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68 Comments For This Post

  1. Joan Grealis Says:

    Or the more obvious adversary, Flixster! They should sue.

  2. JB Wolf Says:

    Not to throw another name option out there, but read on Twitter and agree. Shouldn't it have been called Qwixster with an "X" to be tied closer to their brand?

  3. Free Software Says:

    Bit confused, but you made me smile! cheers!@sara

  4. RBA Says:

    The Urban slang term " Quickster " means a person who can get someone else in the sack very quick .
    All these ideas look great from behind a large desk at corporate headquarters .

  5. Loves movies Says:

    Who comes up with this stuff? What ARE they thinking? Yes, I'll keep calling it Netflix. Just too bad that now we have to go to two separate websites. :( Are they just trying to open the door up for competition? I want the OLD netflix back!

  6. Marky Says:

    Netflix has video games now! None of that other crap matters anymore.

  7. Westport Says:

    It will be known as SnailFlix for sure.

  8. wardog Says:

    it doesn't matter what they call it, it won't stop me from canceling my membership.

  9. Guest Says:

    They definitely should have at least kept the "flix" in the name to save confusion – like QuickFlix. Or NetflixDVD or… something. The font change drives me nuts too. Keep the old font. Why cut so many ties all at once and make even more people confused?

  10. Performance Manager Says:

    And all the Starz movies have moved to Amazon prime. I don't want to have to subscribe to a bunch of services to be able to watch and rent movies. This is getting ridiculous.

  11. Maddie Grant Says:

    Actually they are super smart. They want to kill the DVD business line, and this is an awesome way to do it. :)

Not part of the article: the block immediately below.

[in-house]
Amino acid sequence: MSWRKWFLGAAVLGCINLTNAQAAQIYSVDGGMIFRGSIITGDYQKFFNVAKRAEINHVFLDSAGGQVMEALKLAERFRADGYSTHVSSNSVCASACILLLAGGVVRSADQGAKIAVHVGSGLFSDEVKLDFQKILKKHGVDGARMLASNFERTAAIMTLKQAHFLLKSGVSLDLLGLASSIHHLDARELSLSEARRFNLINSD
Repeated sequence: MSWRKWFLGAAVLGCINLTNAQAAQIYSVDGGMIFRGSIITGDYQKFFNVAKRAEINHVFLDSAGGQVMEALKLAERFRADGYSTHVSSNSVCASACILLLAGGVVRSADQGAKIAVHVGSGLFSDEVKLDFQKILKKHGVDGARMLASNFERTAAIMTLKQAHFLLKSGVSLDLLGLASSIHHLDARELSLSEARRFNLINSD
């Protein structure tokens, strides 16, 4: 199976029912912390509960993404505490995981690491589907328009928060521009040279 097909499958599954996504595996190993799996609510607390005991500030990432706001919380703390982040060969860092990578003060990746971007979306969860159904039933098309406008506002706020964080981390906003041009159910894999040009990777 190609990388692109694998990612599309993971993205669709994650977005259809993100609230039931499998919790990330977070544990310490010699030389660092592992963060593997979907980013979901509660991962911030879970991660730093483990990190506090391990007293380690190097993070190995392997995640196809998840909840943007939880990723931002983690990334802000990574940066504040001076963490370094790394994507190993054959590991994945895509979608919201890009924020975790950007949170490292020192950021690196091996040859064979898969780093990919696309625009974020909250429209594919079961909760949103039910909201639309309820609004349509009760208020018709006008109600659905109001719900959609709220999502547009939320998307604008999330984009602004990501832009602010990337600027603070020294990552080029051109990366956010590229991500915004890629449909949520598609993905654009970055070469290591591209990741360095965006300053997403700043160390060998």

12. DVD Dave Says:

    Mark my words, Qwikster will not exist in three years and nether will DVDs be shipped via Uncle Sam. We will get streaming videos or nothing. Netflix has a plan and a stupid name that no one can spell will be easy to fade out soon.

  13. Tony Says:

    Netflix's (Qwikster" streaming selection is horrible. I'd rather use services like TVDevo that offers more streaming options for no monthly fees. Better solution.

  14. cinn Says:

    Did I understand that right they are going to have a game option for an added charge? I switched to Blockbuster because you can get games or blu-ray for the same price!

  15. jltnol Says:

    Couldn't agree with you more! I'm on the DVD/Blu-Ray side… just can't stand the poor quality of streaming… but that's just me.

    The end IS near for sure, no doubt about it. The only way it will survive will be a monthly fee PLUS a fee for each disk you rent.

    But, I'd also like to point out that the cost of streaming isn't going to go down either.. Look for more fees for less service for sure. Look for tiered services…. basic costs cover the really old stuff, and look to pay more for current content.. Then look for Pay Per View from Netflix in the near future.

    Change is constant…. I just with the internet could keep up!

  16. Dave Says:

    How could they give up a brand that has so much weight? It should have been called Netflix DVD or something like that. Qwikster is just an awful name and conjurs up thoughts of Napster.

  17. Matt Reid Says:

    As a dyed-in-the-wool conspiracy theorist, here's my take:

    1. They renamed the DVD-by-mail service something confusing to drive the physical DVD business into the ground.

    2. Driving the physical DVD business into the ground means that they would have greater leverage over content providers to sign more lucrative streaming deals. More lucrative for Netflix.

    I can't remember the last time I purchased a physical DVD so I assume that many other people are doing the same thing. There's a Redbox in almost every nook and cranny in this country, so new releases are just $1.00 a pop. And generally speaking, you avoid the "very long wait".